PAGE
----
Joshua Tree National Park Backpacking Packing List

The following list is designed for a non-guided backpacking trip in Joshua Tree National Park. (For information about visiting the park, see our Joshua Tree Visitor’s Guide.) The list includes some environment-specific options for the park’s desert backcountry. If you’re going with a commercial group, check with the guide company to see what items it provides.

Included in this list are the Ten Essential Systems you should have on every backcountry trip: navigation; sun protection; insulation; illumination; first-aid supplies; fire starter; repair kit and tools; nutrition; hydration; emergency shelter. To learn more, see our Ten Essentials article.

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Important info about water: Because all water sources in the park are reserved for wildlife, you have to bring all the water you’ll need for your backcountry trip. The park service recommends 1–2 gallons per day, depending on the temperature and your activity level. That’s just for drinking. For hygiene and cooking, you’ll need more.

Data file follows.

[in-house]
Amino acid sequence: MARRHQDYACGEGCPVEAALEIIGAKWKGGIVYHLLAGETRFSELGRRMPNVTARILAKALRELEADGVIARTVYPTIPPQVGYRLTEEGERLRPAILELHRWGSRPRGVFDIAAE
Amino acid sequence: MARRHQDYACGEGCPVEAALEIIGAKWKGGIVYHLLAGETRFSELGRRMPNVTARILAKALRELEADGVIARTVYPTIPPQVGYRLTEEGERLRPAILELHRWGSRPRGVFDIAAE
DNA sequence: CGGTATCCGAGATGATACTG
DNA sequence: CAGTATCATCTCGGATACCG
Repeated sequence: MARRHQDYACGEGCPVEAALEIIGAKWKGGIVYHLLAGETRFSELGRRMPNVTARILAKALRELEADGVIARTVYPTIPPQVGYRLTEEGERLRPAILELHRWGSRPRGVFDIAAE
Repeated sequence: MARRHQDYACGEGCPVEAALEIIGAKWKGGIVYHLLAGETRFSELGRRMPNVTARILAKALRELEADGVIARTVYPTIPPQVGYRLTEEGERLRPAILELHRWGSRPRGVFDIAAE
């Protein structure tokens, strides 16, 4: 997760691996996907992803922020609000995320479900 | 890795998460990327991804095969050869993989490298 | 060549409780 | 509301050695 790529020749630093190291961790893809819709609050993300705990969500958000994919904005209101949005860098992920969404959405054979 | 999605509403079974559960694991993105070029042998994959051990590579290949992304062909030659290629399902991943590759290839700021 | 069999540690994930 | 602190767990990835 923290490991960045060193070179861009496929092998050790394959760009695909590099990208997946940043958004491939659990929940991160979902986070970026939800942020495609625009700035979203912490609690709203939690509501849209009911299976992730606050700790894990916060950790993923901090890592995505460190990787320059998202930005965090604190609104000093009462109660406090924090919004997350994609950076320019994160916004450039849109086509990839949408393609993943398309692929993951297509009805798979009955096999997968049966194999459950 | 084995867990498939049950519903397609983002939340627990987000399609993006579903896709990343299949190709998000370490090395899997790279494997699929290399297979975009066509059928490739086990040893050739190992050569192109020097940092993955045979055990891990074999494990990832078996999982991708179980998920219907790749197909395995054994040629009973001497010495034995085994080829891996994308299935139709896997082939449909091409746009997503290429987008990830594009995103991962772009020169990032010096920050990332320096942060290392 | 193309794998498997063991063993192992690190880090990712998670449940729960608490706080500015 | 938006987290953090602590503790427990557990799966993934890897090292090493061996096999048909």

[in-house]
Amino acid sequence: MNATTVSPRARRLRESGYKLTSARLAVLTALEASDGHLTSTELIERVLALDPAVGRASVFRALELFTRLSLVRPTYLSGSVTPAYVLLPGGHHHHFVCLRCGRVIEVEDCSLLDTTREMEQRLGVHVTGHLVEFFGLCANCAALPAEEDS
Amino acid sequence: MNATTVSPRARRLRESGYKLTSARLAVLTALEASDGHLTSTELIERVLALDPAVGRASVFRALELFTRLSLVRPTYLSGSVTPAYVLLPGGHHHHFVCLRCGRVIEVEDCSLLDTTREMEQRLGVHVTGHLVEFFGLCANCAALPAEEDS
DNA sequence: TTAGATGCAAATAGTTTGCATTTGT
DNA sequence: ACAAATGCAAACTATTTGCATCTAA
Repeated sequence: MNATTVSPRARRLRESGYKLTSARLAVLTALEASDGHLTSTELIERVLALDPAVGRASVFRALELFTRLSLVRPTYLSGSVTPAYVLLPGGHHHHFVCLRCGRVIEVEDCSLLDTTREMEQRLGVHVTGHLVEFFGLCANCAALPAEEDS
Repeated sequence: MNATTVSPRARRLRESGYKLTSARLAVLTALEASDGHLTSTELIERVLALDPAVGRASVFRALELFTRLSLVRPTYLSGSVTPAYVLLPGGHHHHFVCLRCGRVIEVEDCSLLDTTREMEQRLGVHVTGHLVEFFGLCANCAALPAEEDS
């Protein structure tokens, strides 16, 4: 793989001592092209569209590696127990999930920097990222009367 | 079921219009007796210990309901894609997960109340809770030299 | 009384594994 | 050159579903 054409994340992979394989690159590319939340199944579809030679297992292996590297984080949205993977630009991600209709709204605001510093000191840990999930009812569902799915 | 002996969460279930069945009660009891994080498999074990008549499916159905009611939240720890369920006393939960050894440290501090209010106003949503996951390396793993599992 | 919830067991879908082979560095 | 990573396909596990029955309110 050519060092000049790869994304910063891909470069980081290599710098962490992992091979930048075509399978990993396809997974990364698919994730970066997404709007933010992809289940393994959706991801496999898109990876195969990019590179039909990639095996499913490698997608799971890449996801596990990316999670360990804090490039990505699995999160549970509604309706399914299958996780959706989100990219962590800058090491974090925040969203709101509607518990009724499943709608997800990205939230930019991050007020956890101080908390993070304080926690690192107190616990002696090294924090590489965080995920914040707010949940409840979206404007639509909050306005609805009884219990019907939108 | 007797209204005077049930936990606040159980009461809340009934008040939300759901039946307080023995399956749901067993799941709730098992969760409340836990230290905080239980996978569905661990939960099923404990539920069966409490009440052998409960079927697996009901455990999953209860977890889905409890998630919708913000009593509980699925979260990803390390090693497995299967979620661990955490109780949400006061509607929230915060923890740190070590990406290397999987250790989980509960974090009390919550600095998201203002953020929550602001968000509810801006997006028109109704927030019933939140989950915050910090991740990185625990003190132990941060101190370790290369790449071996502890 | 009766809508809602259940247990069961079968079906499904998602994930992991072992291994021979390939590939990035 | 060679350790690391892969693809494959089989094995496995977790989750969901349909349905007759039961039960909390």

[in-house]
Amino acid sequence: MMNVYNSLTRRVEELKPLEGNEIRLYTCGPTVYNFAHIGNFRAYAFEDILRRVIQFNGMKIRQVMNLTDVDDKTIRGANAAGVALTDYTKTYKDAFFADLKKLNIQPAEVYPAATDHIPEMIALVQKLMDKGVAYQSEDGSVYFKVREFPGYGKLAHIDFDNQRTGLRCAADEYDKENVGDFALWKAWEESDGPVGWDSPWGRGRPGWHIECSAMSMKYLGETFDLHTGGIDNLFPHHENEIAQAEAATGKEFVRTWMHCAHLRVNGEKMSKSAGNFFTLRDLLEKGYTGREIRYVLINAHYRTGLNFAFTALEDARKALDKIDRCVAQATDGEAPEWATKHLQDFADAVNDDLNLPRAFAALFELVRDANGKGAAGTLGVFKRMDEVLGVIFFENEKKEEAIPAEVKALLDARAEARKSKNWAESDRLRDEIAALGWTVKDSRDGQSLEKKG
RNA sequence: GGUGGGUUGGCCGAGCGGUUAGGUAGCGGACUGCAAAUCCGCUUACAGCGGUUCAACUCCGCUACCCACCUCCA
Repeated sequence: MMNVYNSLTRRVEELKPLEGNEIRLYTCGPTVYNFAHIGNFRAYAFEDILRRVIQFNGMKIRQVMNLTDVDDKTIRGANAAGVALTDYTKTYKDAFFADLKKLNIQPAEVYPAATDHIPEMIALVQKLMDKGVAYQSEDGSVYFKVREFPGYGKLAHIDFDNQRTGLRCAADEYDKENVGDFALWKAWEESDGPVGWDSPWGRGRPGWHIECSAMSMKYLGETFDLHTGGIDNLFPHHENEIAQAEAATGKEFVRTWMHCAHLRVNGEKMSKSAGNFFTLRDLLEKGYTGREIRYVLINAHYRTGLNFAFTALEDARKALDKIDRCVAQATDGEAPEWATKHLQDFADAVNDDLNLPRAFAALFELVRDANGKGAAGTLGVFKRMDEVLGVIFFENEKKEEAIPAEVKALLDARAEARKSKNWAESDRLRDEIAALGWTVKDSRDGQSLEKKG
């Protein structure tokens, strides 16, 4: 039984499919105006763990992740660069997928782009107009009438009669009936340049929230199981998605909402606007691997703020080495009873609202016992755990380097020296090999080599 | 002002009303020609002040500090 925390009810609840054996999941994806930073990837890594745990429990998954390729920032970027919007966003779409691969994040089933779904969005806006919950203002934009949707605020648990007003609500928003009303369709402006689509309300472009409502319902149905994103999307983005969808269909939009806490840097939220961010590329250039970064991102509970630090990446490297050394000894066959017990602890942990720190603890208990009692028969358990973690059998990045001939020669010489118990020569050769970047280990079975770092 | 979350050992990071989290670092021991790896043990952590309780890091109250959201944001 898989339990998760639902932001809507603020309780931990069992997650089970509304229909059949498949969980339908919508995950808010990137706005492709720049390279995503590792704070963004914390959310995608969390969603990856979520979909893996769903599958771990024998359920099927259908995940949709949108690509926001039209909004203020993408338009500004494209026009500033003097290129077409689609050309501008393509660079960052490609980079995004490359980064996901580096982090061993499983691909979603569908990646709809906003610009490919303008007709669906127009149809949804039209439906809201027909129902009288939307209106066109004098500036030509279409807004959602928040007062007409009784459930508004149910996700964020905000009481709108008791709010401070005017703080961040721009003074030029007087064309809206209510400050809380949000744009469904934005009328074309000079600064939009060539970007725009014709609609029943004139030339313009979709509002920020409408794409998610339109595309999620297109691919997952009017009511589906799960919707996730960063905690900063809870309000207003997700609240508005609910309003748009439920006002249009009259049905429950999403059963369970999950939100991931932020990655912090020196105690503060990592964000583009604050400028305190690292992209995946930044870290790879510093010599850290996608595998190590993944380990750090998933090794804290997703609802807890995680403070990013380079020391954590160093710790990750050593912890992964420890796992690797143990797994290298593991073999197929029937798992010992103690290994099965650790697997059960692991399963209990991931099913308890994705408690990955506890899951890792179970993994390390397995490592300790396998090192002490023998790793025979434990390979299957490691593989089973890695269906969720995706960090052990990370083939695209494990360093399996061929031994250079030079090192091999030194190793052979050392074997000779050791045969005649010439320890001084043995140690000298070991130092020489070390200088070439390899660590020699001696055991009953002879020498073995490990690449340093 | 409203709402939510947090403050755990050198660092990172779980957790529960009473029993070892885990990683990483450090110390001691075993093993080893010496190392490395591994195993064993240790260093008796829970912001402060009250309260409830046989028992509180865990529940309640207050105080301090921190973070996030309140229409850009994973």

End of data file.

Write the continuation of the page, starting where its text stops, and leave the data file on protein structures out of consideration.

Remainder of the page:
The backpacking pack you choose will need to have enough space for your whole water supply. An alternative is caching. The park service allows multi-day hikers to cache food and water for up to 14 days.

Clothing and Footwear

In Joshua Tree’s desert environment, sun protection is essential. Wear loose-fitting, light-colored clothing and a wide-brimmed hat. Apply sunscreen to all exposed skin. Some trails can be overgrown, so long or convertible pants are best to avoid scratches and protect against cactus spines. Because the temperature in the park can change as much as 40 degrees in 24 hours, you should bring plenty of layers.

Personal Items 


Quantity varies depending on activity and length of trip. Keep in mind the trade-off between the water you need to hydrate dried foods and the weight of canned and fresh foods. If you want to cook, you’ll need to pack in a stove and fuel because fires are prohibited in the backcountry.